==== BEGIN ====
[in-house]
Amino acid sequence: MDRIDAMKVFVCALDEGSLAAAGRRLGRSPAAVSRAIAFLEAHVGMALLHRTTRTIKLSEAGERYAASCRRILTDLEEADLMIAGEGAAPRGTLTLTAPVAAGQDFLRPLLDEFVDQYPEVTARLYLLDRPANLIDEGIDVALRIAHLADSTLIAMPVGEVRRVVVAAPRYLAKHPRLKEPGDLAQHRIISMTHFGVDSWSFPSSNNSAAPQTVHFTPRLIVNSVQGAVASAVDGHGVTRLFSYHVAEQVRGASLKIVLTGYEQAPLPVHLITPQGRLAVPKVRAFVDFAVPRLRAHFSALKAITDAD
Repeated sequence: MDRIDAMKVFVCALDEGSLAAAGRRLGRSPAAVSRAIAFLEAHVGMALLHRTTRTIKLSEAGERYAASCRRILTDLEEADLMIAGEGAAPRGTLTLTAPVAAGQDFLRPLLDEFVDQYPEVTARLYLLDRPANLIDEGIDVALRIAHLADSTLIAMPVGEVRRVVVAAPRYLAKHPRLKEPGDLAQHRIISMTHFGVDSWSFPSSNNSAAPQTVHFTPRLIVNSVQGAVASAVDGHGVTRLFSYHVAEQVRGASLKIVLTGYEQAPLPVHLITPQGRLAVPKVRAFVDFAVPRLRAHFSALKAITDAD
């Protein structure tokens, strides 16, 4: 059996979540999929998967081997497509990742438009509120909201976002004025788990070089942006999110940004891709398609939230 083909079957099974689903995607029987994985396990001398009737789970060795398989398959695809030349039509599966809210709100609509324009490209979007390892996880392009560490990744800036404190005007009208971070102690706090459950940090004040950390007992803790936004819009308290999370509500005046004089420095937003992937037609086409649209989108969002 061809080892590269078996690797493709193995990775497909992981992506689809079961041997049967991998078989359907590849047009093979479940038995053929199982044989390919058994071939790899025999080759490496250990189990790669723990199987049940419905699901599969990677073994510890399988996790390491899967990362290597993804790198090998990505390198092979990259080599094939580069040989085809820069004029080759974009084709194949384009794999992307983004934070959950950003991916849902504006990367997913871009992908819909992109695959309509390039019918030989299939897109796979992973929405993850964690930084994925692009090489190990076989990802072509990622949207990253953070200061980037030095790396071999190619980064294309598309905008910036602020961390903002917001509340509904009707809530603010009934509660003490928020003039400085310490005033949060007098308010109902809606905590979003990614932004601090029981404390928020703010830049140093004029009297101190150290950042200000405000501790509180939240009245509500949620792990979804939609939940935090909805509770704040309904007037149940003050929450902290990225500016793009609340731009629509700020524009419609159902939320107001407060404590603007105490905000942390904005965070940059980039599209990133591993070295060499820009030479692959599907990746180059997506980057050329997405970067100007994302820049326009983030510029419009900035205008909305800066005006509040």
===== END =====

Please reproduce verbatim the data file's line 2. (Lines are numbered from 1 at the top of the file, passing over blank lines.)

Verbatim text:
Amino acid sequence: MDRIDAMKVFVCALDEGSLAAAGRRLGRSPAAVSRAIAFLEAHVGMALLHRTTRTIKLSEAGERYAASCRRILTDLEEADLMIAGEGAAPRGTLTLTAPVAAGQDFLRPLLDEFVDQYPEVTARLYLLDRPANLIDEGIDVALRIAHLADSTLIAMPVGEVRRVVVAAPRYLAKHPRLKEPGDLAQHRIISMTHFGVDSWSFPSSNNSAAPQTVHFTPRLIVNSVQGAVASAVDGHGVTRLFSYHVAEQVRGASLKIVLTGYEQAPLPVHLITPQGRLAVPKVRAFVDFAVPRLRAHFSALKAITDAD